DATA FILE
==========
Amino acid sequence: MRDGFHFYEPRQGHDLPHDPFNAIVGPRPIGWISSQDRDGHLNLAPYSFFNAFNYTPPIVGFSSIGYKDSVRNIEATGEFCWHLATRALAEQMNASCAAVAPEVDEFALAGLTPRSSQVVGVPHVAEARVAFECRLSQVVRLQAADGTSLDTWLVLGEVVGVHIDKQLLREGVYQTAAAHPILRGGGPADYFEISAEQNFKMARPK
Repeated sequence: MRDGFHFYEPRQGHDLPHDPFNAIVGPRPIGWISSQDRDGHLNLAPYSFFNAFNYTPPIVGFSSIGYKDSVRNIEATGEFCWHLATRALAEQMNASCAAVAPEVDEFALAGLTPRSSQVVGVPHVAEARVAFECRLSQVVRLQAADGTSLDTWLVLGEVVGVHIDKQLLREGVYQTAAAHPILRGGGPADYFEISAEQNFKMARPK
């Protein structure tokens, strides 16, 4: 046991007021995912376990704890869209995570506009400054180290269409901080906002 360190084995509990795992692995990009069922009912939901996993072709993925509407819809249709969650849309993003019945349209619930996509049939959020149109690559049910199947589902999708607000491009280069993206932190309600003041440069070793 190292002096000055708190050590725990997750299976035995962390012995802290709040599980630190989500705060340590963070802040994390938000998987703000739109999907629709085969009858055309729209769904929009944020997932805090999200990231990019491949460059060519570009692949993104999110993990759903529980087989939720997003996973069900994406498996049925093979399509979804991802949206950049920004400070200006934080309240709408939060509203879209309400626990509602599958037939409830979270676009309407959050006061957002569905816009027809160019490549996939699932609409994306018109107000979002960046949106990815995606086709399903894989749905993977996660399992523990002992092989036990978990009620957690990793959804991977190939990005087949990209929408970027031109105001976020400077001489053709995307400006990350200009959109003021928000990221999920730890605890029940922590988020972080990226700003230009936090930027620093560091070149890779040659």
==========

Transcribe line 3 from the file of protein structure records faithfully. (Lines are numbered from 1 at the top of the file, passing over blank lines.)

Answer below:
């Protein structure tokens, strides 16, 4: 046991007021995912376990704890869209995570506009400054180290269409901080906002 360190084995509990795992692995990009069922009912939901996993072709993925509407819809249709969650849309993003019945349209619930996509049939959020149109690559049910199947589902999708607000491009280069993206932190309600003041440069070793 190292002096000055708190050590725990997750299976035995962390012995802290709040599980630190989500705060340590963070802040994390938000998987703000739109999907629709085969009858055309729209769904929009944020997932805090999200990231990019491949460059060519570009692949993104999110993990759903529980087989939720997003996973069900994406498996049925093979399509979804991802949206950049920004400070200006934080309240709408939060509203879209309400626990509602599958037939409830979270676009309407959050006061957002569905816009027809160019490549996939699932609409994306018109107000979002960046949106990815995606086709399903894989749905993977996660399992523990002992092989036990978990009620957690990793959804991977190939990005087949990209929408970027031109105001976020400077001489053709995307400006990350200009959109003021928000990221999920730890605890029940922590988020972080990226700003230009936090930027620093560091070149890779040659």